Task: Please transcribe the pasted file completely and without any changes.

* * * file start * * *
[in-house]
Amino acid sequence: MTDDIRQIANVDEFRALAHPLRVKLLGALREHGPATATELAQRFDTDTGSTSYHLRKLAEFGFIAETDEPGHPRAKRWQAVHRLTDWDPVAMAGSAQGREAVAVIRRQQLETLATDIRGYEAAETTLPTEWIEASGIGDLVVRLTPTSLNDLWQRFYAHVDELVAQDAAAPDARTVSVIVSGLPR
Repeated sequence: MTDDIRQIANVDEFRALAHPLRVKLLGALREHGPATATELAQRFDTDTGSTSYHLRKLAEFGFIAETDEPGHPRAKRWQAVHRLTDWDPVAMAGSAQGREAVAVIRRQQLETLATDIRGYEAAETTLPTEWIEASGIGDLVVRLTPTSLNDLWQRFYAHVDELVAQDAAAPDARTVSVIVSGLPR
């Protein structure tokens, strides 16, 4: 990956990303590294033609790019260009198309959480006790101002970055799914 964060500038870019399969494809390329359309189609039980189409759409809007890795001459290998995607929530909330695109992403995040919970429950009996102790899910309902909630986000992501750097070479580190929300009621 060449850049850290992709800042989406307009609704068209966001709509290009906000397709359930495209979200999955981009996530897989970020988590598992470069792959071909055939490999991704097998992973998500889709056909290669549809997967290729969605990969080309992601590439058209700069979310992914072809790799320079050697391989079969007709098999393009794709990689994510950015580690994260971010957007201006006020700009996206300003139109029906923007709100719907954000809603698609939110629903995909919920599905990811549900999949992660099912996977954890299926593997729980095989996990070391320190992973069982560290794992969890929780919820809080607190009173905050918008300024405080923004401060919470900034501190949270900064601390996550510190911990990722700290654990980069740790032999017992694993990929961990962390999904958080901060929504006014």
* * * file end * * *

[in-house]
Amino acid sequence: MTDDIRQIANVDEFRALAHPLRVKLLGALREHGPATATELAQRFDTDTGSTSYHLRKLAEFGFIAETDEPGHPRAKRWQAVHRLTDWDPVAMAGSAQGREAVAVIRRQQLETLATDIRGYEAAETTLPTEWIEASGIGDLVVRLTPTSLNDLWQRFYAHVDELVAQDAAAPDARTVSVIVSGLPR
Repeated sequence: MTDDIRQIANVDEFRALAHPLRVKLLGALREHGPATATELAQRFDTDTGSTSYHLRKLAEFGFIAETDEPGHPRAKRWQAVHRLTDWDPVAMAGSAQGREAVAVIRRQQLETLATDIRGYEAAETTLPTEWIEASGIGDLVVRLTPTSLNDLWQRFYAHVDELVAQDAAAPDARTVSVIVSGLPR
């Protein structure tokens, strides 16, 4: 990956990303590294033609790019260009198309959480006790101002970055799914 964060500038870019399969494809390329359309189609039980189409759409809007890795001459290998995607929530909330695109992403995040919970429950009996102790899910309902909630986000992501750097070479580190929300009621 060449850049850290992709800042989406307009609704068209966001709509290009906000397709359930495209979200999955981009996530897989970020988590598992470069792959071909055939490999991704097998992973998500889709056909290669549809997967290729969605990969080309992601590439058209700069979310992914072809790799320079050697391989079969007709098999393009794709990689994510950015580690994260971010957007201006006020700009996206300003139109029906923007709100719907954000809603698609939110629903995909919920599905990811549900999949992660099912996977954890299926593997729980095989996990070391320190992973069982560290794992969890929780919820809080607190009173905050918008300024405080923004401060919470900034501190949270900064601390996550510190911990990722700290654990980069740790032999017992694993990929961990962390999904958080901060929504006014």